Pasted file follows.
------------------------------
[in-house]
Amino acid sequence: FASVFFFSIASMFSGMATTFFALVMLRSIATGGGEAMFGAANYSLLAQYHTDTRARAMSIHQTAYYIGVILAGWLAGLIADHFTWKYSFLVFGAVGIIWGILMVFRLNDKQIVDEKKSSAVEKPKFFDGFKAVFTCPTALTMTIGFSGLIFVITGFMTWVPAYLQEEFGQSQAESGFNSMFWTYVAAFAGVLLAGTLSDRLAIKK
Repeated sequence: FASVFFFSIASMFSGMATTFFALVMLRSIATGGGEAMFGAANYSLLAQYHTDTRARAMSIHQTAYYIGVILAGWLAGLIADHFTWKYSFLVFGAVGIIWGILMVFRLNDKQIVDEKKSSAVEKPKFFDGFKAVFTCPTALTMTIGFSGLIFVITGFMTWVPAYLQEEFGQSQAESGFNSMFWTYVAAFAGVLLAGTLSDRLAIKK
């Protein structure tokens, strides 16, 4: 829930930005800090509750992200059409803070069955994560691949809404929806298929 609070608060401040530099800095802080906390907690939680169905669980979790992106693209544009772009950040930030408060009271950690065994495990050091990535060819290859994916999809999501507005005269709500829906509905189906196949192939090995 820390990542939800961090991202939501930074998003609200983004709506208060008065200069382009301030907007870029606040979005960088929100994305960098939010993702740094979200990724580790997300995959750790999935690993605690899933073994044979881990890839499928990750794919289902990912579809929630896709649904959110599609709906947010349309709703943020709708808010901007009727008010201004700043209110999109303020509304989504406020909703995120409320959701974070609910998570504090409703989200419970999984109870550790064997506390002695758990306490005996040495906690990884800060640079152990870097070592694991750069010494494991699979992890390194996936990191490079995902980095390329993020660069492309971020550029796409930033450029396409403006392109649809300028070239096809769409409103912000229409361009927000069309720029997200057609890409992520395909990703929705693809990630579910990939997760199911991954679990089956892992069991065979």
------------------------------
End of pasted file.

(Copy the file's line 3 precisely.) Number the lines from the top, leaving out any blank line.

Repeated sequence: FASVFFFSIASMFSGMATTFFALVMLRSIATGGGEAMFGAANYSLLAQYHTDTRARAMSIHQTAYYIGVILAGWLAGLIADHFTWKYSFLVFGAVGIIWGILMVFRLNDKQIVDEKKSSAVEKPKFFDGFKAVFTCPTALTMTIGFSGLIFVITGFMTWVPAYLQEEFGQSQAESGFNSMFWTYVAAFAGVLLAGTLSDRLAIKK